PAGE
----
Does Your Child Challenge Authority? 4 Things Parents Can Do

Does Your Child Challenge Authority? 4 Things Parents Can Do

You: “Please put your things  away.” Your child:  “I’m busy. I’ll do it  later.” You: “You need to  do your  homework.” Your child: “It’s stupid. I’m  not  doing it!” You: “You’re not allowed to go  to that party.  You’re grounded.” Your child: “NO! I’m not  grounded! I’m  going!”

Does it ever feel like your child or teenager has an answer for  everything—and usually takes the exact opposite position on what you’ve just  said? Many kids struggle with authority, and have trouble following limits or  rules, complying with requests and or generally are disrespectful to others in  society. Some wear their defiance on their sleeves and are angry in their  refusal (How dare you tell me what to do?!). Others are more subtle and simply  “dig their heels in.”

Related: Defiant, oppositional child acting out at home  and/or school?

“Why  do some kids fight so hard against authority, as if giving up control is equal  to drowning?”

 

What’s  Your Child’s Style of Defiance? On the other  hand, defiance may be hard to pinpoint. Your daughter appears to follow  your rules initially, but then goes behind your back  and does something  completely different. The fight doesn’t come when the  directive or rule is  given but instead it comes later, after she’s been caught  disobeying. Whatever  a child’s style of defiance may be, it can leave  parents, teachers and  other authority figures feeling frustrated, angry and  unsure how to  respond.

Why do some kids fight so hard against authority, as if giving up  control is  equal to drowning? Possibly because that’s exactly how it feels to  them. We  often look to the why in order to figure out how to change the   behavior. Personality can certainly play a role – some people hate rules and   authority their whole lives. Other factors can include depression, anxiety,   ADHD or other conditions that may contribute to a child struggling with   behavior.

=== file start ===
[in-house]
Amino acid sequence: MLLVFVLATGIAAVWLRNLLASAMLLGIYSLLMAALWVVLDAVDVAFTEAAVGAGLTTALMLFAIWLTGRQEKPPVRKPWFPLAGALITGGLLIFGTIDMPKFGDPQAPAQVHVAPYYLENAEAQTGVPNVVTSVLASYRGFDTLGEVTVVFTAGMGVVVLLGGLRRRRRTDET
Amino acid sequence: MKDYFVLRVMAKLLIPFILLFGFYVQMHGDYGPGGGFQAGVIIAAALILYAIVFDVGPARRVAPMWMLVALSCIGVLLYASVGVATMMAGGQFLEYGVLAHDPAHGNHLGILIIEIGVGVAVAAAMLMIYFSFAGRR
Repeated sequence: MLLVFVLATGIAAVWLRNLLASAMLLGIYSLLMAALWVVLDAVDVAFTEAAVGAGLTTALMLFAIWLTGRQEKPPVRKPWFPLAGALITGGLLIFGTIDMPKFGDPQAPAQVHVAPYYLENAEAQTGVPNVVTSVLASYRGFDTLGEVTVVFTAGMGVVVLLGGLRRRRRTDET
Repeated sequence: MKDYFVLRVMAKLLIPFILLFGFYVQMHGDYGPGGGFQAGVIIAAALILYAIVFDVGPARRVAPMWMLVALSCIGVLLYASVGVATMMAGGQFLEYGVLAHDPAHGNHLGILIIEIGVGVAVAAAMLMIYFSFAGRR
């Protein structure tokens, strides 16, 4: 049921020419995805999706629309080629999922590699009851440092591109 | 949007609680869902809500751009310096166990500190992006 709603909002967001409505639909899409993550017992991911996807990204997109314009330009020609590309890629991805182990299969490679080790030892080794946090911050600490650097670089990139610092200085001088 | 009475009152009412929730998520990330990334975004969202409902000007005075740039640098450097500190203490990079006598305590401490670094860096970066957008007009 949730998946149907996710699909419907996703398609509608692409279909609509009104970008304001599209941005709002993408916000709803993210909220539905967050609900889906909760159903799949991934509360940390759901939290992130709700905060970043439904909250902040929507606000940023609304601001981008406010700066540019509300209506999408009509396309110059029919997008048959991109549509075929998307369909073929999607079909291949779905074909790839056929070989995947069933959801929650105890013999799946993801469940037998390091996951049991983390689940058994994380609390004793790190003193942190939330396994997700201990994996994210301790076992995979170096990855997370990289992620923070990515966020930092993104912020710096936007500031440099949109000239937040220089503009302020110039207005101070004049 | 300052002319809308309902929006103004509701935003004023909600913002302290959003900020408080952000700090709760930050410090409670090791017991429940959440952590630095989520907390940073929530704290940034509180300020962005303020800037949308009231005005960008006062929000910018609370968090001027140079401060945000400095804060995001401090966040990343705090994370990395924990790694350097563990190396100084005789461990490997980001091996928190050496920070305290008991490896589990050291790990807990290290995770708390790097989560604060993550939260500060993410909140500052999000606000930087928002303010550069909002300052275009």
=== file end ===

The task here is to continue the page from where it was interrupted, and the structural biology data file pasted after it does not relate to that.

In some cases, we may never be able to determine exactly why a child  is making certain choices or behaving a certain way. Adults often spend  a great  deal of time trying to identify potential triggers to a child’s   defiance. In fact, there may be multiple triggers: being told “no,” facing a   limit or rule, or feeling jealous or uncomfortable can certainly contribute to   defiant behavior. Professionals use the term Oppositional  Defiant Disorder  (O.D.D.) to describe a child whose defiant behavior has  escalated to the point  that it has become a pattern.

It can be helpful to identify triggers to educate and support your  child so  she might change her behavior. (For more on this, read How  to Find the Triggers That Set Your  Child Off.) But  the fact is, the world  and society aren’t going to go out of their way to avoid  “triggering” your  child during the course of her life. Regardless of the  reasons we struggle,  society has expectations. As parents, it’s our job to  prepare our kids for life  in the Real World. And the Real World often doesn’t  take kindly to individuals  who constantly challenge and defy authority.

So what can we do, as parents trying to raise a child into a  productive  member of society—a person who thinks for themself, yet isn’t always  fighting  authority or refusing to comply with rules?

1. Don’t  fall into the trap of excuses and blame. When an  issue comes up with your child, stay  focused on the topic – your child’s  behavior and the potential consequences.  For example, your child might say, “I  didn’t do my homework because the teacher  didn’t explain what we were supposed  to do.” He blames his refusal to do  homework on his teacher, and says the  teacher doesn’t treat him fairly in class.  Our advice to his parent: Try not to  get caught up in the idea that Johnny’s  teacher “isn’t fair.” There’s lots of  injustice in the world and Johnny will  encounter it frequently – as we all do.  Stay focused on the behavior (Johnny’s  refusal to do his work) and the  potential consequences (failing his class). You  can say, “It sounds like you’re  blaming your teacher for the fact that you  didn’t do your homework…but it’s  your responsibility.”

Related: Why Kids Blame and Make Excuses

2. Don’t  fall into emotional traps. It’s easy to get caught  up in the emotion of your child’s  defiance. They’re upset, you’re upset and  sometimes teachers or other adults  are upset. Again, it takes the focus off the  topic at hand. Don’t personalize  what your child is saying or doing—just stay  as objective as you can and focus  on the matter at hand.